CNBC, Jacob Pramuk, 20 November 2019 Read original news here.
The House passed a pro-Hong Kong rights bill on Wednesday, putting President Donald Trump in a bind as he tries not to roil high-stakes trade talks with China.
The chamber approved a measure that aims to protect human rights in Hong Kong by a 417-1 margin amid efforts to crack down on months of anti-government protests. The House passed a second bill to bar the export of certain munitions to Hong Kong police by the same margin.
The Senate unanimously approved both pieces of legislation, so they head to Trump’s desk after House passage. The White House has not yet signaled where the president stands on the bills, but he could face a dilemma.
Chinese Foreign Ministry spokesman Geng Shuang said Beijing “condemns and firmly opposes” the first bill, known as the Hong Kong Human Rights and Democracy Act, according to Reuters. Trump aims not to anger the Chinese regime as he pushes for the elusive first piece of a U.S.-China trade agreement.
Congress’ move to pass the bills comes at a tricky time for Trump, who hopes to have a China trade victory to promote on the 2020 campaign trail. Major U.S. stock indexes fell Wednesday after a Reuters report that the world’s two largest economies may not finish a “phase one” trade deal this year.
Trump is likely to sign the legislation, a source familiar with the matter said. The president did not answer shouted questions from reporters Wednesday about whether he would sign the bills. The measures passed with near-unanimous support in both chambers, meaning Congress could likely override a Trump veto.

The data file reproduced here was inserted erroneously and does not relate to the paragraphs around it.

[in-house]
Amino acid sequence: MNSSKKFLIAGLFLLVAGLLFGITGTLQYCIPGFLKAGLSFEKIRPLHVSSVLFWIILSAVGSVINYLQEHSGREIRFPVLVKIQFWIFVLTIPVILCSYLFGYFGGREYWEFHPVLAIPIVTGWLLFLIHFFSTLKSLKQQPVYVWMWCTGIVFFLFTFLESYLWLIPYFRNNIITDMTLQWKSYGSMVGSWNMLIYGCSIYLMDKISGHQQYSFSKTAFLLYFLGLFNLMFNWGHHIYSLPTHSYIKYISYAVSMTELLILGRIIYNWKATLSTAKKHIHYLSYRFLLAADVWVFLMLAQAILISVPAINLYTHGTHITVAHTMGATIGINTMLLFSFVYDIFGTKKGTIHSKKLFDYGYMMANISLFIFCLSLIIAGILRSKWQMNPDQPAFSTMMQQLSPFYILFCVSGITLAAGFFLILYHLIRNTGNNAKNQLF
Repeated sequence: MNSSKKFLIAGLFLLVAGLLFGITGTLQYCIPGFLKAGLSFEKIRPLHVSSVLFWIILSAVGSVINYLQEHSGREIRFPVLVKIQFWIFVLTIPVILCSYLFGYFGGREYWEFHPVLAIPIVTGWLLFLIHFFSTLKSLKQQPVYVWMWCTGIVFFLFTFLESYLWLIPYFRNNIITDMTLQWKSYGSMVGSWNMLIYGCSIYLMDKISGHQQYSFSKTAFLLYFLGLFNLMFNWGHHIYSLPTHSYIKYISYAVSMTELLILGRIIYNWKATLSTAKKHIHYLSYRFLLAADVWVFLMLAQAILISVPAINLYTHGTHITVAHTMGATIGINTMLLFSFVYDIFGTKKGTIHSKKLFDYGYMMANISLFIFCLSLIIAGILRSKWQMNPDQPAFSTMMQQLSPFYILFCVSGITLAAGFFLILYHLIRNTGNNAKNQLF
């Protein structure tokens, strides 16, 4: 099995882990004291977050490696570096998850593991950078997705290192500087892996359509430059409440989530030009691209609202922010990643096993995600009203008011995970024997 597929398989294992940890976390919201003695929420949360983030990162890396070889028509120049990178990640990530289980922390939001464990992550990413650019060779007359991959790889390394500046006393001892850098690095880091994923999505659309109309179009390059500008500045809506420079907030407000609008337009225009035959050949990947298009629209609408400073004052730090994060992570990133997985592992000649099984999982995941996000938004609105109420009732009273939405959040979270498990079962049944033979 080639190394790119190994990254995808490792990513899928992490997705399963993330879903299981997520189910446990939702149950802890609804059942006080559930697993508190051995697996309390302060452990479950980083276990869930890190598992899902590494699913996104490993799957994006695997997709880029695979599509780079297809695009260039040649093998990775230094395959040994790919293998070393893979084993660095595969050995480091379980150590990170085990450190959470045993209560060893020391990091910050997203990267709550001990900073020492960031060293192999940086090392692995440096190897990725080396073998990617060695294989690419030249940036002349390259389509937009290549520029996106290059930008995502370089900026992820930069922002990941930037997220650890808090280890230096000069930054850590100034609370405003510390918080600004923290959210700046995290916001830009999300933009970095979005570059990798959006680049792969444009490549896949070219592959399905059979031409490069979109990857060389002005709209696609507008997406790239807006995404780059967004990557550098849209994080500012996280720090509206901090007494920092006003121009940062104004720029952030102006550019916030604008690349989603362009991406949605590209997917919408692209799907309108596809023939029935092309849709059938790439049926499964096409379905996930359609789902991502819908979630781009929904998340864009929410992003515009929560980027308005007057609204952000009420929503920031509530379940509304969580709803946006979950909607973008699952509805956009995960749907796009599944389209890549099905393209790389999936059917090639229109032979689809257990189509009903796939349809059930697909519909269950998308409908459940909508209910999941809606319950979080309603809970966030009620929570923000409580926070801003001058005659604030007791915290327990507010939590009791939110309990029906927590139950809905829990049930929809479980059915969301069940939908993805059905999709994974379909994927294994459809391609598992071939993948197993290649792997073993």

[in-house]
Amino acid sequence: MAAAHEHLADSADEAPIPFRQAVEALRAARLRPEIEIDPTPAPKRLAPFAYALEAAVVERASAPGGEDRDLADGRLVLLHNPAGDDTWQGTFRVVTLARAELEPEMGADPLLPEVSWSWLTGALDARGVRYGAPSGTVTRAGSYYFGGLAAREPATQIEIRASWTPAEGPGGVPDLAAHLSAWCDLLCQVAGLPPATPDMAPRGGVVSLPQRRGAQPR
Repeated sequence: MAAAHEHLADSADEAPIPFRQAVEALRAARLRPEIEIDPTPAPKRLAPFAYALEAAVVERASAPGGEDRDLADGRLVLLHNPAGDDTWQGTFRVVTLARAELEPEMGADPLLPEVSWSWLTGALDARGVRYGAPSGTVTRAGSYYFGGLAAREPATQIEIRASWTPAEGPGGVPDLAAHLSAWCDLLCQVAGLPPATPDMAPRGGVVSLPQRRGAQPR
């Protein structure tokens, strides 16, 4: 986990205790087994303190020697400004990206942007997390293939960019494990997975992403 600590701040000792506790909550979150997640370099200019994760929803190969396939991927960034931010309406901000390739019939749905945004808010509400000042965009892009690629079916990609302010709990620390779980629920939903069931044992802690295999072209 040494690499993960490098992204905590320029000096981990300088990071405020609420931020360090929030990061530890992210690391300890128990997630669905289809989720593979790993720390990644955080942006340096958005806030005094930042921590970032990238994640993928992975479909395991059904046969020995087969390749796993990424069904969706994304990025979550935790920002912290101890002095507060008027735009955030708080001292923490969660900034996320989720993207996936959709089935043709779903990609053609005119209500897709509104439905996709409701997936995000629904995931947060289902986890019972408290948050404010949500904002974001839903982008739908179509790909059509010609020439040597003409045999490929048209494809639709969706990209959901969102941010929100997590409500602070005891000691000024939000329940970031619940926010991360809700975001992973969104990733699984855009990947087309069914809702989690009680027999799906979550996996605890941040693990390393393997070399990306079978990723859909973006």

The government response to months of anti-government protests in Hong Kong, a semiautonomous region, has grown increasingly violent. The demonstrations first started in response to a since scrapped bill that would have allowed extradition to mainland China.
Some members of the Trump administration such as Secretary of State Mike Pompeo have harshly criticized China’s response to the protests. Trump has said China should handle the situation itself, though he has warned harsh treatment of people in Hong Kong could derail the trade talks.
One bill passed this week would require Pompeo to certify once a year that Hong Kong has enough autonomy to keep special U.S. trading consideration that helps its economy. It would also set up the potential for sanctions on people responsible for human rights abuse in Hong Kong.
The second measure would bar the sale of items such as tear gas and rubber bullets to Hong Kong police.
In a statement following the House vote, Senate Foreign Affairs Committee Chairman Jim Risch, R-Idaho, called it “an important step forward in holding the Communist Party accountable.” Sen. Marco Rubio, a Florida Republican who pushed for the bipartisan measure’s passage, said he urged Trump to “sign this critical bill into law as soon as possible.”
Senate Minority Leader Chuck Schumer, D-N.Y., said in a statement that Congress showed the U.S. “stands with the democratic protesters in Hong Kong and the suppression of freedom will not stand.”
Asked about the trade talks earlier Wednesday, Trump said Beijing wants to strike a trade agreement more than he does. He added that he has not made a deal because “I don’t think they’re stepping up to the level that I want.”